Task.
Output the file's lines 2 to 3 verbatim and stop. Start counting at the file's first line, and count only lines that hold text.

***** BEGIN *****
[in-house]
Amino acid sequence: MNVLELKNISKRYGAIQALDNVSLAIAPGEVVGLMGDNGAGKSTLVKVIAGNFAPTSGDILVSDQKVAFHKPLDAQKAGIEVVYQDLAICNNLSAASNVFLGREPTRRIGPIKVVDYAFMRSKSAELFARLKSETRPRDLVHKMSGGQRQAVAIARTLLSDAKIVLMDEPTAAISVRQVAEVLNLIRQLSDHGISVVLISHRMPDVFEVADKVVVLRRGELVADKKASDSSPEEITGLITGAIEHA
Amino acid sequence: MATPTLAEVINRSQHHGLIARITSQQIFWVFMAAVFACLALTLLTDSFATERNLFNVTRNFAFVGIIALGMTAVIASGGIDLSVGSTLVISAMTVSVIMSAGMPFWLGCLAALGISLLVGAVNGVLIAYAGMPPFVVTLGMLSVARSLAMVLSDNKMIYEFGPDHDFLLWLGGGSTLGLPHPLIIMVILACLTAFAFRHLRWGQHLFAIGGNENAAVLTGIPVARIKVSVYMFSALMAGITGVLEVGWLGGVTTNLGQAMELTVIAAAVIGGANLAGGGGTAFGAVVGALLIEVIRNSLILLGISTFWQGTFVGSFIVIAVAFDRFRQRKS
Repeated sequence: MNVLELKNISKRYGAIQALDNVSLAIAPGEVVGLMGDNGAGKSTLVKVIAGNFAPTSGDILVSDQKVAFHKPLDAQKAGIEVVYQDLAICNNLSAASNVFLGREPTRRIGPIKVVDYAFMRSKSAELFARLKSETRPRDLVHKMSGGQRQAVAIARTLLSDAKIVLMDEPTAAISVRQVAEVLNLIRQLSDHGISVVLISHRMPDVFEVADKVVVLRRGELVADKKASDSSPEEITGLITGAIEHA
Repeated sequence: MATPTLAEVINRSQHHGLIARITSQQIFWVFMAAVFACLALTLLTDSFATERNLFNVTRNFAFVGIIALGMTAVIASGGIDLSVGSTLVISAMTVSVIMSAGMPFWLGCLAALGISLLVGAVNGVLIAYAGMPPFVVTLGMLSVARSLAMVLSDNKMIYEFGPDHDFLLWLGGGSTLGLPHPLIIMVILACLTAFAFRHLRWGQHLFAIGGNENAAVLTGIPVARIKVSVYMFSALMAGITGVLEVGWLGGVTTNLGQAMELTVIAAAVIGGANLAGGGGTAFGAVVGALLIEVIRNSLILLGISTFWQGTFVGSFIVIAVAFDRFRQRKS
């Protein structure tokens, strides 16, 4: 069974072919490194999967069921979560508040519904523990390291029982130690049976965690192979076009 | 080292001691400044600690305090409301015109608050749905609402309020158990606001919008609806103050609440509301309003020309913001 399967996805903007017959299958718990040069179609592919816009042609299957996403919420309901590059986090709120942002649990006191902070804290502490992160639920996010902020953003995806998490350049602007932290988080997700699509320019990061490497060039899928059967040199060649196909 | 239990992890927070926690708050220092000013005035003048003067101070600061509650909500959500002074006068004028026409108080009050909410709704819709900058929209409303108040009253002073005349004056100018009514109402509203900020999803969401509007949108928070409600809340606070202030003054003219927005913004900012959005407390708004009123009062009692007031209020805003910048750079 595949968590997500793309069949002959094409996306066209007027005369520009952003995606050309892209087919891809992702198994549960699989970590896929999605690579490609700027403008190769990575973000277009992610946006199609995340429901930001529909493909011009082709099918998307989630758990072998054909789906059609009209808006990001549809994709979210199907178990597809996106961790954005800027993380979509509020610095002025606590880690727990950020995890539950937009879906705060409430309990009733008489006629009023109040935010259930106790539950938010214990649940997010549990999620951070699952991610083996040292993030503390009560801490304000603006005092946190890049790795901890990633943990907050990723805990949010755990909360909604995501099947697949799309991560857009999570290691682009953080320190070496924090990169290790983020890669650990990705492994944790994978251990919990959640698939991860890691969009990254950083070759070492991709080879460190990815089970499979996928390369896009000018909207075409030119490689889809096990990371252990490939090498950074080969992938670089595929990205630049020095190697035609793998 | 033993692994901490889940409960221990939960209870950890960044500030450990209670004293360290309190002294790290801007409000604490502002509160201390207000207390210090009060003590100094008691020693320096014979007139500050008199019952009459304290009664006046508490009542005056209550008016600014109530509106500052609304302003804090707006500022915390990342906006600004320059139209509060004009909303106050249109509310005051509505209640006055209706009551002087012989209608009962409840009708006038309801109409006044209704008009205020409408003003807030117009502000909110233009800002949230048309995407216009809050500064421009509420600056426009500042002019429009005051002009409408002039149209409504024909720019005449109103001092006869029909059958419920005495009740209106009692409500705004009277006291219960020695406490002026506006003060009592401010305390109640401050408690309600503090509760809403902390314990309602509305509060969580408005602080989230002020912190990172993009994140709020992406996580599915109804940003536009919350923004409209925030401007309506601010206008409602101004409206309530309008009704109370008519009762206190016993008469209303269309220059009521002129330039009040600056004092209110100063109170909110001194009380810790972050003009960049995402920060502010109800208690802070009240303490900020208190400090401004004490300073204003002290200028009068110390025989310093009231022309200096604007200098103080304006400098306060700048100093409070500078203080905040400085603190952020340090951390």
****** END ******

Amino acid sequence: MNVLELKNISKRYGAIQALDNVSLAIAPGEVVGLMGDNGAGKSTLVKVIAGNFAPTSGDILVSDQKVAFHKPLDAQKAGIEVVYQDLAICNNLSAASNVFLGREPTRRIGPIKVVDYAFMRSKSAELFARLKSETRPRDLVHKMSGGQRQAVAIARTLLSDAKIVLMDEPTAAISVRQVAEVLNLIRQLSDHGISVVLISHRMPDVFEVADKVVVLRRGELVADKKASDSSPEEITGLITGAIEHA
Amino acid sequence: MATPTLAEVINRSQHHGLIARITSQQIFWVFMAAVFACLALTLLTDSFATERNLFNVTRNFAFVGIIALGMTAVIASGGIDLSVGSTLVISAMTVSVIMSAGMPFWLGCLAALGISLLVGAVNGVLIAYAGMPPFVVTLGMLSVARSLAMVLSDNKMIYEFGPDHDFLLWLGGGSTLGLPHPLIIMVILACLTAFAFRHLRWGQHLFAIGGNENAAVLTGIPVARIKVSVYMFSALMAGITGVLEVGWLGGVTTNLGQAMELTVIAAAVIGGANLAGGGGTAFGAVVGALLIEVIRNSLILLGISTFWQGTFVGSFIVIAVAFDRFRQRKS